From School Library Journal
Starred Review. Grade 2–5—After his father dies, Kojo quits school to help his mother collect firewood to sell, but there is little money or food. However, his small Ashanti village has elected to try microlending, a system where the village loans money to one family to buy something that will hopefully improve their lives; once it is paid back, another family borrows it, etc. When it is the boy's mother's turn, Kojo uses a few of the coins to buy a hen. The story then follows him as he grows and slowly but steadily builds the proceeds from that one hen into the largest poultry farm in West Africa. Throughout, the author shows how his success impacts the lives of everyone it touches, from the people whom Kojo is able to employ to the taxes he pays that will build roads and medical facilities. The story is based on the experiences of an actual Ashanti poultry farmer and could open diverse avenues of discussion, including how a community's mutual support and teamwork operate for the good of all. Fernandes's large acrylic paintings capture the warmth of the climate and include numerous details, such as splashes of kente cloth, that authenticate the setting. There are also many illustrations that spark the imagination, such as the one of a tree with Kojo's first hen at its roots, growing more hens as the tree grows, with eggs blossoming from the branches. This distinguished book will enhance many curriculum areas. Tololwa M. Mollel's My Rows and Piles of Coins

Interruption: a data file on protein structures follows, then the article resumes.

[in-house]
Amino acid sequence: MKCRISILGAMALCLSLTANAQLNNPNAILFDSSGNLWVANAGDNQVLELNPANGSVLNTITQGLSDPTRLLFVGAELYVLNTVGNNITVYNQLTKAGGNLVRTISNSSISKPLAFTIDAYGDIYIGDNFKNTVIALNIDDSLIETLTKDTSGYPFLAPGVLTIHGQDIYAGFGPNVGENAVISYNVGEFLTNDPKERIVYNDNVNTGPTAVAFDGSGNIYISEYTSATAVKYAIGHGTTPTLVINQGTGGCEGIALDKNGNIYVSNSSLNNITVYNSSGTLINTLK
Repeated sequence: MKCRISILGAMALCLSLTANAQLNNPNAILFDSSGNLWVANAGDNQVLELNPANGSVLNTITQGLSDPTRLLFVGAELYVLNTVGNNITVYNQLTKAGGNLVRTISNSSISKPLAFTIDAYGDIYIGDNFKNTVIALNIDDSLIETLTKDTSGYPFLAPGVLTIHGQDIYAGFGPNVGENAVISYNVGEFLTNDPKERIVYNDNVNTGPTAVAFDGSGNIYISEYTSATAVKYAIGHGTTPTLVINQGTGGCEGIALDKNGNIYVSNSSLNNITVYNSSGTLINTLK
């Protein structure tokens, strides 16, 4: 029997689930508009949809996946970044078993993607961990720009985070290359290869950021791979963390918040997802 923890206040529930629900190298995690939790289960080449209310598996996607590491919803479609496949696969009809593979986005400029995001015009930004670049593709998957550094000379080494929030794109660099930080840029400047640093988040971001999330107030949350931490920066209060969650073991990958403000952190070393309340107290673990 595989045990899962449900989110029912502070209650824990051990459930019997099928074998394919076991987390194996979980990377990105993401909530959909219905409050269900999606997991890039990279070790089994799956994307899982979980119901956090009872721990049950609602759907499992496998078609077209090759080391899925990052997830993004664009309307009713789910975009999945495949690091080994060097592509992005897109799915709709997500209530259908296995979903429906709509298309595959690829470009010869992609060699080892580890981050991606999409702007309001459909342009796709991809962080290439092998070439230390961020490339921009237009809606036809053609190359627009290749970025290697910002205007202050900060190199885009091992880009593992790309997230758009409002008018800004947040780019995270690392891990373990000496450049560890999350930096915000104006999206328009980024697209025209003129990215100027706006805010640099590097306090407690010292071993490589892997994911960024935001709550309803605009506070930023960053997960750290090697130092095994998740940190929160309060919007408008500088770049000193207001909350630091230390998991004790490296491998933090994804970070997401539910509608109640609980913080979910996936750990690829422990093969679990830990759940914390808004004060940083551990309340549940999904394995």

(Clarion, 1999) is a good companion piece.—Grace Oliff, Ann Blanche Smith School, Hillsdale, NJ
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Families in a Ghanan village pool their small savings into a community bank that makes loans available to members. When Kojo’s mother borrows money, he asks her for a few coins to buy a hen. The hen produces eggs for the family as well as a few for him to sell at the market, and Kojo uses that money to grow his business into a thriving enterprise. As a successful adult entrepreneur, Kojo now loans money to other aspiring businesspeople. Kojo’s inspiring, upbeat microfinance story makes the economic concept easy to grasp and admire. Sunny acrylic illustrations incorporate African animals and scenery into impressionistic full-page art that reflects the optimistic tone of the story. Back matter includes a photograph and short biography of a “real Kojo,” information on microcredit organizations, and a glossary. Grades 2-5. --Linda Perkins